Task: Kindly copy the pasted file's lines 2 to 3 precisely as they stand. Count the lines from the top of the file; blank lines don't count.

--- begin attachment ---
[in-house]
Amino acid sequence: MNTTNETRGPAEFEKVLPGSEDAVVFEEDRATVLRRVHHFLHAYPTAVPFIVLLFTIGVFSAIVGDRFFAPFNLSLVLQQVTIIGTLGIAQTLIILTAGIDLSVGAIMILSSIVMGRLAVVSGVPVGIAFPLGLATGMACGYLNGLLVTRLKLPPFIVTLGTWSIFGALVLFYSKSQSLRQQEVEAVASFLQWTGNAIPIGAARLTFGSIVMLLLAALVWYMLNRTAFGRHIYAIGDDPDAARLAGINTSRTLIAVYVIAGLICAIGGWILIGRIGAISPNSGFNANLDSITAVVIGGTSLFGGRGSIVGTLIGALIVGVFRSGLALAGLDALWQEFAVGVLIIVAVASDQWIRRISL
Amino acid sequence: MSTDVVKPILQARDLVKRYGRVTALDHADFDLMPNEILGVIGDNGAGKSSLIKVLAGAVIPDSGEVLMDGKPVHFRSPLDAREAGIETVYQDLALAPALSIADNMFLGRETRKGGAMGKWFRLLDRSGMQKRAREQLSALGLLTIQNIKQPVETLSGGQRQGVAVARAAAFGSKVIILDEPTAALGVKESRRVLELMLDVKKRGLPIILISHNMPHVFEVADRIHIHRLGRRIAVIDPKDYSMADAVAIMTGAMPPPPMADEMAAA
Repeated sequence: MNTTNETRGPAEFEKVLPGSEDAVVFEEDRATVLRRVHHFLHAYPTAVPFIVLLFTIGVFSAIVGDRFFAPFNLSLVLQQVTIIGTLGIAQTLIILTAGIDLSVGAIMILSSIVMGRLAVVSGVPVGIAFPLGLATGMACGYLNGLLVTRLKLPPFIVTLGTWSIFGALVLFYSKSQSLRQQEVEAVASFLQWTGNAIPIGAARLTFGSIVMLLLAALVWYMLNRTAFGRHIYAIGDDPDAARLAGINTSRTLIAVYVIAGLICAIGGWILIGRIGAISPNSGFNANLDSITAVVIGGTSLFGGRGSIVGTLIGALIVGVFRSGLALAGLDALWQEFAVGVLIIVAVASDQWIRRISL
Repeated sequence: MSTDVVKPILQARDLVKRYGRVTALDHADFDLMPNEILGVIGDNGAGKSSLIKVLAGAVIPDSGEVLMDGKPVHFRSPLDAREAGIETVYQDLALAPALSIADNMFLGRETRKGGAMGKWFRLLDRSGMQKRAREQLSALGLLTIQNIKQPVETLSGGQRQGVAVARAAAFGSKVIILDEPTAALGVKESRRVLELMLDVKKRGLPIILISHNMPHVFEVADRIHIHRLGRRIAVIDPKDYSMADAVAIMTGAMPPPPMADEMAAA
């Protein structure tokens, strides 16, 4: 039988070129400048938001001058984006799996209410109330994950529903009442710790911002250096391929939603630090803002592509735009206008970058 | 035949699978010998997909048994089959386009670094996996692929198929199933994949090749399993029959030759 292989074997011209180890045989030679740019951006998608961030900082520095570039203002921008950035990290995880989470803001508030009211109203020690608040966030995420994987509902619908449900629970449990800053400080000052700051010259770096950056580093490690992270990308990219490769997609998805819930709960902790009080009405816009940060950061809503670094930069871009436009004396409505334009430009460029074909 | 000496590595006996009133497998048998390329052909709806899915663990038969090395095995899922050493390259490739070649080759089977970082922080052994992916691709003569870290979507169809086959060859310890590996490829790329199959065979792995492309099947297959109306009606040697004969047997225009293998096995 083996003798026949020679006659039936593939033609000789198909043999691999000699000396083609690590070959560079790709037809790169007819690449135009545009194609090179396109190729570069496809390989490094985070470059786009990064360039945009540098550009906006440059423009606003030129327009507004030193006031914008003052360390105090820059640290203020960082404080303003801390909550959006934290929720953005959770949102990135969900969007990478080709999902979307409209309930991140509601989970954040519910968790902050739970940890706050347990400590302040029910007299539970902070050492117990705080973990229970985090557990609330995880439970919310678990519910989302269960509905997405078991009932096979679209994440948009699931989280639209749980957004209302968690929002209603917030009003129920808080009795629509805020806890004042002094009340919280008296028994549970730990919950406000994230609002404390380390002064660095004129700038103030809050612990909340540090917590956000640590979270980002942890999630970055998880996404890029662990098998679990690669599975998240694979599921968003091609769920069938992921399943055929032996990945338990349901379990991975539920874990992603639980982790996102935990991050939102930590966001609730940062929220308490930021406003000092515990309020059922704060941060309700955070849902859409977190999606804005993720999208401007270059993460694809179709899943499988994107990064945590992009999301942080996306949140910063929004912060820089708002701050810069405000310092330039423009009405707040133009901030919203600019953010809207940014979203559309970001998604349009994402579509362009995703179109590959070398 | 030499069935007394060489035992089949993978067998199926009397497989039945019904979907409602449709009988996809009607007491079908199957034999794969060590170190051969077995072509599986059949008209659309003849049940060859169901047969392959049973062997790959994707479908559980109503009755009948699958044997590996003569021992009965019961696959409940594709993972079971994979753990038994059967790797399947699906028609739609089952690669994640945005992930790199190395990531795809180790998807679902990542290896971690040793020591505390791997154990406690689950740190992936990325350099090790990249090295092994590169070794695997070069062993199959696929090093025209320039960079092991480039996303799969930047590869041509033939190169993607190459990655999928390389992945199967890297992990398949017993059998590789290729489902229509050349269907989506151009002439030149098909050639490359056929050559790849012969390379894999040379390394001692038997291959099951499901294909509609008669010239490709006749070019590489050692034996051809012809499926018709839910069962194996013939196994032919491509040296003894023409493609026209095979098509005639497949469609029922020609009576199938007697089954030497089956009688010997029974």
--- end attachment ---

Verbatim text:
Amino acid sequence: MNTTNETRGPAEFEKVLPGSEDAVVFEEDRATVLRRVHHFLHAYPTAVPFIVLLFTIGVFSAIVGDRFFAPFNLSLVLQQVTIIGTLGIAQTLIILTAGIDLSVGAIMILSSIVMGRLAVVSGVPVGIAFPLGLATGMACGYLNGLLVTRLKLPPFIVTLGTWSIFGALVLFYSKSQSLRQQEVEAVASFLQWTGNAIPIGAARLTFGSIVMLLLAALVWYMLNRTAFGRHIYAIGDDPDAARLAGINTSRTLIAVYVIAGLICAIGGWILIGRIGAISPNSGFNANLDSITAVVIGGTSLFGGRGSIVGTLIGALIVGVFRSGLALAGLDALWQEFAVGVLIIVAVASDQWIRRISL
Amino acid sequence: MSTDVVKPILQARDLVKRYGRVTALDHADFDLMPNEILGVIGDNGAGKSSLIKVLAGAVIPDSGEVLMDGKPVHFRSPLDAREAGIETVYQDLALAPALSIADNMFLGRETRKGGAMGKWFRLLDRSGMQKRAREQLSALGLLTIQNIKQPVETLSGGQRQGVAVARAAAFGSKVIILDEPTAALGVKESRRVLELMLDVKKRGLPIILISHNMPHVFEVADRIHIHRLGRRIAVIDPKDYSMADAVAIMTGAMPPPPMADEMAAA